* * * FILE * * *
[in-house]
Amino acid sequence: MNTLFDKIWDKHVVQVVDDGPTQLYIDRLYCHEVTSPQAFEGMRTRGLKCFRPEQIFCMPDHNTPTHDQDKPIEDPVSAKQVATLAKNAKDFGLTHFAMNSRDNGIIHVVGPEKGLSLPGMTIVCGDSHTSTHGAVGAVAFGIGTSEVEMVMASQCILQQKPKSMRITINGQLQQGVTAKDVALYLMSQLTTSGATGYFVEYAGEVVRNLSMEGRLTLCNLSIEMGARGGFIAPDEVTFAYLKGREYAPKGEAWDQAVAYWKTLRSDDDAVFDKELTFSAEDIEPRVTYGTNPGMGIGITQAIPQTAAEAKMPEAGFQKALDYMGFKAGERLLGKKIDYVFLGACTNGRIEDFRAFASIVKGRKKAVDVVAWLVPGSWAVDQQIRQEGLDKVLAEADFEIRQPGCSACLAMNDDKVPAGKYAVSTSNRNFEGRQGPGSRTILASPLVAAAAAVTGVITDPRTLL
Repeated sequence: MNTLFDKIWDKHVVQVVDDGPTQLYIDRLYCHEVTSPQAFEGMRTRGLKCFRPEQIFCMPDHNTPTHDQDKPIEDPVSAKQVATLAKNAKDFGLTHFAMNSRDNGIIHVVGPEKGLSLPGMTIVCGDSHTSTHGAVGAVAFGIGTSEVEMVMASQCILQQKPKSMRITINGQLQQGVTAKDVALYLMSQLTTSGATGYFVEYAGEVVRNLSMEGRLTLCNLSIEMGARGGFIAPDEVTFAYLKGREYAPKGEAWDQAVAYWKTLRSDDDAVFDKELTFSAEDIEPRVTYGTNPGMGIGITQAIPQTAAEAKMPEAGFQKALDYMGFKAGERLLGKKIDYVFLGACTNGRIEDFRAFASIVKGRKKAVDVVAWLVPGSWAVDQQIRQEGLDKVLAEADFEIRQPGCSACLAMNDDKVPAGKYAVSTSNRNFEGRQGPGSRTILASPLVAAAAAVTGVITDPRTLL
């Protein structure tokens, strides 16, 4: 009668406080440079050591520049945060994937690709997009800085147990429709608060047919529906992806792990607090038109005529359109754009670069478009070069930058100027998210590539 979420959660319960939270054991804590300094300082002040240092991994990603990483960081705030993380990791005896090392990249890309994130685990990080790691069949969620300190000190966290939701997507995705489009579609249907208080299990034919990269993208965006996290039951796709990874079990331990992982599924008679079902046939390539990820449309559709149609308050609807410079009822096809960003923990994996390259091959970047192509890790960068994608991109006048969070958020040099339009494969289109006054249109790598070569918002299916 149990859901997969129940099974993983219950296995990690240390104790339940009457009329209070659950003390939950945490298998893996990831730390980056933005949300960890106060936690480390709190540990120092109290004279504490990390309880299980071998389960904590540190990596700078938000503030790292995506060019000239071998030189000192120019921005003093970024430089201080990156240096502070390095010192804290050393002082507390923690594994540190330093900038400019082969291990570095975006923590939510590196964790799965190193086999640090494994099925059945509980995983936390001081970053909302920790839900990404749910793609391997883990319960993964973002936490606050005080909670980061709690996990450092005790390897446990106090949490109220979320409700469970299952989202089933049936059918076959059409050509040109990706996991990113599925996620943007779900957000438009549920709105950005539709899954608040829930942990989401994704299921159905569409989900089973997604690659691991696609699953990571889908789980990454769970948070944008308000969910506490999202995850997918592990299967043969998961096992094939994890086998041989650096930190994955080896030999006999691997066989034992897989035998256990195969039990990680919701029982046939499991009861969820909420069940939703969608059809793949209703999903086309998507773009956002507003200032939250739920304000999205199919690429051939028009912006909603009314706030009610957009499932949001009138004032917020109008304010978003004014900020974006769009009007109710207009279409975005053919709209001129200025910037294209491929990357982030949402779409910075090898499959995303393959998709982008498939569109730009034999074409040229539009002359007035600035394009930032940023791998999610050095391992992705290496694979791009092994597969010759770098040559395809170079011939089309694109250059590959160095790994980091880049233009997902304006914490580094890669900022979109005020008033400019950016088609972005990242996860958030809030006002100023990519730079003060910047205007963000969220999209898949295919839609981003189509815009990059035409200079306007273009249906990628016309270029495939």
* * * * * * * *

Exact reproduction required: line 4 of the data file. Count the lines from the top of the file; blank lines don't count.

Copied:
């Protein structure tokens, strides 16, 4: 009668406080440079050591520049945060994937690709997009800085147990429709608060047919529906992806792990607090038109005529359109754009670069478009070069930058100027998210590539 979420959660319960939270054991804590300094300082002040240092991994990603990483960081705030993380990791005896090392990249890309994130685990990080790691069949969620300190000190966290939701997507995705489009579609249907208080299990034919990269993208965006996290039951796709990874079990331990992982599924008679079902046939390539990820449309559709149609308050609807410079009822096809960003923990994996390259091959970047192509890790960068994608991109006048969070958020040099339009494969289109006054249109790598070569918002299916 149990859901997969129940099974993983219950296995990690240390104790339940009457009329209070659950003390939950945490298998893996990831730390980056933005949300960890106060936690480390709190540990120092109290004279504490990390309880299980071998389960904590540190990596700078938000503030790292995506060019000239071998030189000192120019921005003093970024430089201080990156240096502070390095010192804290050393002082507390923690594994540190330093900038400019082969291990570095975006923590939510590196964790799965190193086999640090494994099925059945509980995983936390001081970053909302920790839900990404749910793609391997883990319960993964973002936490606050005080909670980061709690996990450092005790390897446990106090949490109220979320409700469970299952989202089933049936059918076959059409050509040109990706996991990113599925996620943007779900957000438009549920709105950005539709899954608040829930942990989401994704299921159905569409989900089973997604690659691991696609699953990571889908789980990454769970948070944008308000969910506490999202995850997918592990299967043969998961096992094939994890086998041989650096930190994955080896030999006999691997066989034992897989035998256990195969039990990680919701029982046939499991009861969820909420069940939703969608059809793949209703999903086309998507773009956002507003200032939250739920304000999205199919690429051939028009912006909603009314706030009610957009499932949001009138004032917020109008304010978003004014900020974006769009009007109710207009279409975005053919709209001129200025910037294209491929990357982030949402779409910075090898499959995303393959998709982008498939569109730009034999074409040229539009002359007035600035394009930032940023791998999610050095391992992705290496694979791009092994597969010759770098040559395809170079011939089309694109250059590959160095790994980091880049233009997902304006914490580094890669900022979109005020008033400019950016088609972005990242996860958030809030006002100023990519730079003060910047205007963000969220999209898949295919839609981003189509815009990059035409200079306007273009249906990628016309270029495939």